Questions & Answers
In 2015 I paid a monthly premium of $104.90 for Medicare Part B. Will this stay the same in 2016?
In 2016, the standard Part B premium amount will be $121.80 (or higher depending on your income). However, most people who get Social Security benefits will continue to pay the same Part B premium amount as they paid in 2015. This is because there was NOT a cost-of-living increase for 2016 Social Security benefits.
Your Part B premium will be higher in 2016 if:
- You enroll in Part B for the first time in 2016
- You don’t get Social Security benefits.
- You are directly billed for your Part B premiums
- You have Medicare and Medicaid, and Medicaid pays your premiums (your state will pay the standard premium amount of $121.80)
- Your modified adjusted gross income as reported on your IRS tax return from 2 years ago is above $85,000 (single) or $170,000 (married couple)
What is the difference between Part A and Part B Medicare?
Medicare Part A is Hospital Insurance and Part B is Medical Insurance. Part A covers inpatient hospital, skilled nursing facility, and some home health care while Part B covers Medicare eligible physician services, outpatient hospital services, certain home health services, and durable medical equipment. Most people do not pay a monthly Part A premium because they or a spouse has 40 or more quarters of Medicare-covered employment. However Part A has both a deductible and coinsurance amounts.
Are there any Part A cost increases for 2016?
Yes, the deductible for in-patient hospital stays for each benefit period will increase from $1,260 to $1,288. Also the coinsurance per day for days 61-90 will increase from $315 to $322 and for days 91 and over will increase from $630 to $644. Also, for skilled nursing facility stays the coinsurance per day of each benefit period will increase from $157.50 to $161 in 2016.
Does Part B have any other cost increases?
Remember that Part B applies to Original Medicare. Part B has an annual deductible which covers Medicare eligible physician services, outpatient hospital services, certain home health services, and durable medical equipment. The annual deductible of $147 will increase to $166 in 2016. And remember that you (and your supplemental insurer) will still have to pay 20% of the Medicare-approved amount for services after you meet the deductible.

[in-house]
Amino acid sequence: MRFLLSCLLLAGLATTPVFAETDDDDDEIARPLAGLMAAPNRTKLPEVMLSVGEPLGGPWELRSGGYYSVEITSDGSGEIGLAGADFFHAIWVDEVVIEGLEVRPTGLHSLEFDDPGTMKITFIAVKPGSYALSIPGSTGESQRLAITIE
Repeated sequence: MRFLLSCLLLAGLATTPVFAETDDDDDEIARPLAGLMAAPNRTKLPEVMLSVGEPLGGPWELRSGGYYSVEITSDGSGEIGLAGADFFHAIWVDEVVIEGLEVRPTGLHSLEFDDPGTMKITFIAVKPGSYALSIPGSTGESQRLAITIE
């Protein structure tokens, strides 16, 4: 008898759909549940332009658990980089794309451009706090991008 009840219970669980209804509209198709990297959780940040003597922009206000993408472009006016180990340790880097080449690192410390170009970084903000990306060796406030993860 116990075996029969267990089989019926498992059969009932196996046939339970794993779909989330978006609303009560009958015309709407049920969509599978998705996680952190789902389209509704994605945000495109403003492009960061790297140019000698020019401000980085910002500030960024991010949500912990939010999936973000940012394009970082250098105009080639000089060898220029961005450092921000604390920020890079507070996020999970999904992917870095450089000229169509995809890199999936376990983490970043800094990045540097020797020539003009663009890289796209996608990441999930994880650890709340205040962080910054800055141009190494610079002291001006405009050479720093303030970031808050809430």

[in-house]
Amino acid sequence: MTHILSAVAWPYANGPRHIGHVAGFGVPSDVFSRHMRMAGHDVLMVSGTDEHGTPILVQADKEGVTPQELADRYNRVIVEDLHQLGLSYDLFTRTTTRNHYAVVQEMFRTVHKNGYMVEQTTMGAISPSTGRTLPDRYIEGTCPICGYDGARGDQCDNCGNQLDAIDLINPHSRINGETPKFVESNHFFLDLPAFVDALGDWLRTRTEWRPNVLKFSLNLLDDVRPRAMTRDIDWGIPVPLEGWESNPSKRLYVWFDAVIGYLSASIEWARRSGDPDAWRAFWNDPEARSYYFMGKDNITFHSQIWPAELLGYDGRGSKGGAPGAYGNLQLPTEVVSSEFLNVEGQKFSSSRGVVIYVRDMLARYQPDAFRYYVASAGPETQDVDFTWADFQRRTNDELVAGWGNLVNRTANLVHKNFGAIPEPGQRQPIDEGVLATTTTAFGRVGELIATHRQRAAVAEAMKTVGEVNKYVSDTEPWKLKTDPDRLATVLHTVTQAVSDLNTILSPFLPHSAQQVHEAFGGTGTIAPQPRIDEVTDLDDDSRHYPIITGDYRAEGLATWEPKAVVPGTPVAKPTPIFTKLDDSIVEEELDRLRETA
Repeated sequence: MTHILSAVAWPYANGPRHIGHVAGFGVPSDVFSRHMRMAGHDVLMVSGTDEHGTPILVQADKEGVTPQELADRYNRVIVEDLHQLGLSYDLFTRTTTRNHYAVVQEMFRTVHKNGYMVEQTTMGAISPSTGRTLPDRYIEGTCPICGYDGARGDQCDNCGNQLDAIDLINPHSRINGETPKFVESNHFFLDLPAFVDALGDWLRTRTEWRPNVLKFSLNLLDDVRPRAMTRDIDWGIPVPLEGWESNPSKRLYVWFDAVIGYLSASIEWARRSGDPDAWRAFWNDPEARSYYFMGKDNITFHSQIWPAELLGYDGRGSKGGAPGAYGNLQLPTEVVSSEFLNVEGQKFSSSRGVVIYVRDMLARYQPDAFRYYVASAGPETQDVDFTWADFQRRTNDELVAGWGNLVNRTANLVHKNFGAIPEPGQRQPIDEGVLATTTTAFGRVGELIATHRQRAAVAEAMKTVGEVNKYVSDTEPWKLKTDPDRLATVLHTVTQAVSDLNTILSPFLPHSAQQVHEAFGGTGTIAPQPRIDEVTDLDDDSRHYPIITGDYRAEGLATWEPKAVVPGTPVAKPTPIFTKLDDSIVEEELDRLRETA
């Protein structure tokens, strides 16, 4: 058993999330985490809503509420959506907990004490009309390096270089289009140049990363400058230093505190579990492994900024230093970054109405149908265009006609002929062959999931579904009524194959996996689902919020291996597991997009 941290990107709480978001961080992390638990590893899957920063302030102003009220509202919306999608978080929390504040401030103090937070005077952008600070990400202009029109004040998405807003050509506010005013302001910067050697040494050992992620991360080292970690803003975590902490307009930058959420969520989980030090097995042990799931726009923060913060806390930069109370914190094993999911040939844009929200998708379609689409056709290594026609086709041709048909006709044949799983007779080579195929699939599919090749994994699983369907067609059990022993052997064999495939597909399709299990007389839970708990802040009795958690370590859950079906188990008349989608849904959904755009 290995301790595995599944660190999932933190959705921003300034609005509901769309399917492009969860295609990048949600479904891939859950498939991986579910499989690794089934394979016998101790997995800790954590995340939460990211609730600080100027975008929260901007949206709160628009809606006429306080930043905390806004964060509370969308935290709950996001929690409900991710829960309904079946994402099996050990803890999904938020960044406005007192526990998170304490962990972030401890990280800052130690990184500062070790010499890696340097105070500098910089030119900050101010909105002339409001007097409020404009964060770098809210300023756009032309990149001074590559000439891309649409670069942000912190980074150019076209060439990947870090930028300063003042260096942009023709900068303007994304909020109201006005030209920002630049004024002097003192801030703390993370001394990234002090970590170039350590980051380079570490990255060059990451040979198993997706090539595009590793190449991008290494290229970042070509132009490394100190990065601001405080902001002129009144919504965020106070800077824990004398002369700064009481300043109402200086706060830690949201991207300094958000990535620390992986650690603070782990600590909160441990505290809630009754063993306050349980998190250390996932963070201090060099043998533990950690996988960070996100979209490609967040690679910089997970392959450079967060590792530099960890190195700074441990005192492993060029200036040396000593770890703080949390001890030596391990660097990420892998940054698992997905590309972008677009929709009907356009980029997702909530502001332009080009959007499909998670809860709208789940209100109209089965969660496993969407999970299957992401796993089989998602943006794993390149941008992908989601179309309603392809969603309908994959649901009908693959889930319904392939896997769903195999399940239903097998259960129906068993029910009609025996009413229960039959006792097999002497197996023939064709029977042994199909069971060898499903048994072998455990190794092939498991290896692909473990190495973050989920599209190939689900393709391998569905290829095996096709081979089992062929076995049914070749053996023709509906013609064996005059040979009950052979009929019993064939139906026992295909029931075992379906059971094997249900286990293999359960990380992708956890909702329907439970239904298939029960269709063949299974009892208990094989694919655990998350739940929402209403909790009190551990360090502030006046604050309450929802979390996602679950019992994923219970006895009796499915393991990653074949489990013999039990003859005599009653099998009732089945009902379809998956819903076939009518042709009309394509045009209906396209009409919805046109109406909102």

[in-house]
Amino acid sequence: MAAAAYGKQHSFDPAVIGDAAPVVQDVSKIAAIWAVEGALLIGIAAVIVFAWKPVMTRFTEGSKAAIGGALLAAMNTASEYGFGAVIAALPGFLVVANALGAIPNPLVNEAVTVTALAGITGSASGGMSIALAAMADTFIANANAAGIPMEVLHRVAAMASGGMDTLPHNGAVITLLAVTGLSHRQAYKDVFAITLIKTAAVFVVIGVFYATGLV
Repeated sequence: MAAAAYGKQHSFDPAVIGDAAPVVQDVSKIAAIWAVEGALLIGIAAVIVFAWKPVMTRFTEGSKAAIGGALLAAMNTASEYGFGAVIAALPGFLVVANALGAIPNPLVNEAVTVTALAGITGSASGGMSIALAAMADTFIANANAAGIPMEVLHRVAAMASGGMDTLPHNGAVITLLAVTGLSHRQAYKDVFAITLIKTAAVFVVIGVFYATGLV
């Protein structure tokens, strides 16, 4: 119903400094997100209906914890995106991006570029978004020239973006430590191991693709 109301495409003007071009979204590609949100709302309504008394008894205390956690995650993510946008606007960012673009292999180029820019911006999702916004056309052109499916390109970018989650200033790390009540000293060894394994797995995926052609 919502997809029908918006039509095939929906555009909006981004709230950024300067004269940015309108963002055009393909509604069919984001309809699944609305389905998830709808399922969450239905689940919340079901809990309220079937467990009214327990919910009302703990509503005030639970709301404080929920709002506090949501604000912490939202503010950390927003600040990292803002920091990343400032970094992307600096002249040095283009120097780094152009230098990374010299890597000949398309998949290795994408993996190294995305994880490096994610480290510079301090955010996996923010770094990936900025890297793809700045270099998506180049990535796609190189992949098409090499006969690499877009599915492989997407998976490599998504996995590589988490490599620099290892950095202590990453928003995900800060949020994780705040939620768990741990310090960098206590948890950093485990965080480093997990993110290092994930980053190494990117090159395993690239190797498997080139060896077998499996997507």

If you have a Medicare Advantage Plan (considered Part C) instead of Original Medicare, costs vary by plan and may be either higher or lower than those in Original Medicare. However, all Medicare Advantage Plans must cover the Part B services.
What about the costs of Part D?
The amount you pay for Part D deductibles, copayments, and/or coinsurance varies by plan. If you have limited income and resources, you may qualify for Extra Help to pay for your Medicare prescription drug coverage. Getting “Extra Help” means Medicare helps pay your Medicare Prescription Drug Plan’s (Part D) monthly premium, any yearly deductible, coinsurance, and copayments.
In 2015, drug costs for most people who qualify for full Extra Help are no more than $2.65 for each generic drug and $6.60 for each brand-name covered drug. In 2016, these amounts will increase to $2.95 and $7.40 respectively. Some people with higher incomes get partial Extra Help and pay reduced monthly premiums, deductibles, and copayments. If you qualify for partial Extra Help, you will pay no more than 15% of the costs of drugs on your plan’s formulary (drug list) until you reach the out-of-pocket limit.
Read more about 2016 Medicare Part A & B Deductibles.